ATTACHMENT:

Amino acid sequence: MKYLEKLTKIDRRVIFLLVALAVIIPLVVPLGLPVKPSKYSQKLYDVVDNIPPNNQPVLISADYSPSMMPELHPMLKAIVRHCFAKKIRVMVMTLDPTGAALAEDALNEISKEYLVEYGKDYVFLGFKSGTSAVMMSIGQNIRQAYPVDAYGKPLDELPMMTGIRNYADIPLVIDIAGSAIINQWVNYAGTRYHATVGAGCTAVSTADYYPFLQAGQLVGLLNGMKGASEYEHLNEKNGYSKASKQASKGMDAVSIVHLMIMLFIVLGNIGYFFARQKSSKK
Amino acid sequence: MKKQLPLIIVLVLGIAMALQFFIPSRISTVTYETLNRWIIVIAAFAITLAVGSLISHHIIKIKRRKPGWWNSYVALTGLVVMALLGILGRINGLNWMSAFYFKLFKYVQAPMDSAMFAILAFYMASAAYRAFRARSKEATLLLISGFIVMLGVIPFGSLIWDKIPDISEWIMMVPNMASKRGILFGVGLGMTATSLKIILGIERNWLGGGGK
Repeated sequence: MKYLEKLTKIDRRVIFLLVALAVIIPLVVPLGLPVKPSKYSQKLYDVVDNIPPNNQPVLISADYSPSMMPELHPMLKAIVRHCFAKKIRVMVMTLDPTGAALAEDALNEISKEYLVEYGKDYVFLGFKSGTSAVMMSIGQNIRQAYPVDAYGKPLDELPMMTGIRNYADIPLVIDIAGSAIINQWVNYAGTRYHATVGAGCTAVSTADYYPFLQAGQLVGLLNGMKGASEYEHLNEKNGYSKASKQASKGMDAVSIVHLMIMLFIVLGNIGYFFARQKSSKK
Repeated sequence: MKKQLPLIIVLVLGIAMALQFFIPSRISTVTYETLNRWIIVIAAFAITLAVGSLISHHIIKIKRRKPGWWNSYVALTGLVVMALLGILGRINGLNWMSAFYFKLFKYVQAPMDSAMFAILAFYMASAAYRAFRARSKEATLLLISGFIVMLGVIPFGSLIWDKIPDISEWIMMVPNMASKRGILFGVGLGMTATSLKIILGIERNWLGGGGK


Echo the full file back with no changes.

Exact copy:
Amino acid sequence: MKYLEKLTKIDRRVIFLLVALAVIIPLVVPLGLPVKPSKYSQKLYDVVDNIPPNNQPVLISADYSPSMMPELHPMLKAIVRHCFAKKIRVMVMTLDPTGAALAEDALNEISKEYLVEYGKDYVFLGFKSGTSAVMMSIGQNIRQAYPVDAYGKPLDELPMMTGIRNYADIPLVIDIAGSAIINQWVNYAGTRYHATVGAGCTAVSTADYYPFLQAGQLVGLLNGMKGASEYEHLNEKNGYSKASKQASKGMDAVSIVHLMIMLFIVLGNIGYFFARQKSSKK
Amino acid sequence: MKKQLPLIIVLVLGIAMALQFFIPSRISTVTYETLNRWIIVIAAFAITLAVGSLISHHIIKIKRRKPGWWNSYVALTGLVVMALLGILGRINGLNWMSAFYFKLFKYVQAPMDSAMFAILAFYMASAAYRAFRARSKEATLLLISGFIVMLGVIPFGSLIWDKIPDISEWIMMVPNMASKRGILFGVGLGMTATSLKIILGIERNWLGGGGK
Repeated sequence: MKYLEKLTKIDRRVIFLLVALAVIIPLVVPLGLPVKPSKYSQKLYDVVDNIPPNNQPVLISADYSPSMMPELHPMLKAIVRHCFAKKIRVMVMTLDPTGAALAEDALNEISKEYLVEYGKDYVFLGFKSGTSAVMMSIGQNIRQAYPVDAYGKPLDELPMMTGIRNYADIPLVIDIAGSAIINQWVNYAGTRYHATVGAGCTAVSTADYYPFLQAGQLVGLLNGMKGASEYEHLNEKNGYSKASKQASKGMDAVSIVHLMIMLFIVLGNIGYFFARQKSSKK
Repeated sequence: MKKQLPLIIVLVLGIAMALQFFIPSRISTVTYETLNRWIIVIAAFAITLAVGSLISHHIIKIKRRKPGWWNSYVALTGLVVMALLGILGRINGLNWMSAFYFKLFKYVQAPMDSAMFAILAFYMASAAYRAFRARSKEATLLLISGFIVMLGVIPFGSLIWDKIPDISEWIMMVPNMASKRGILFGVGLGMTATSLKIILGIERNWLGGGGK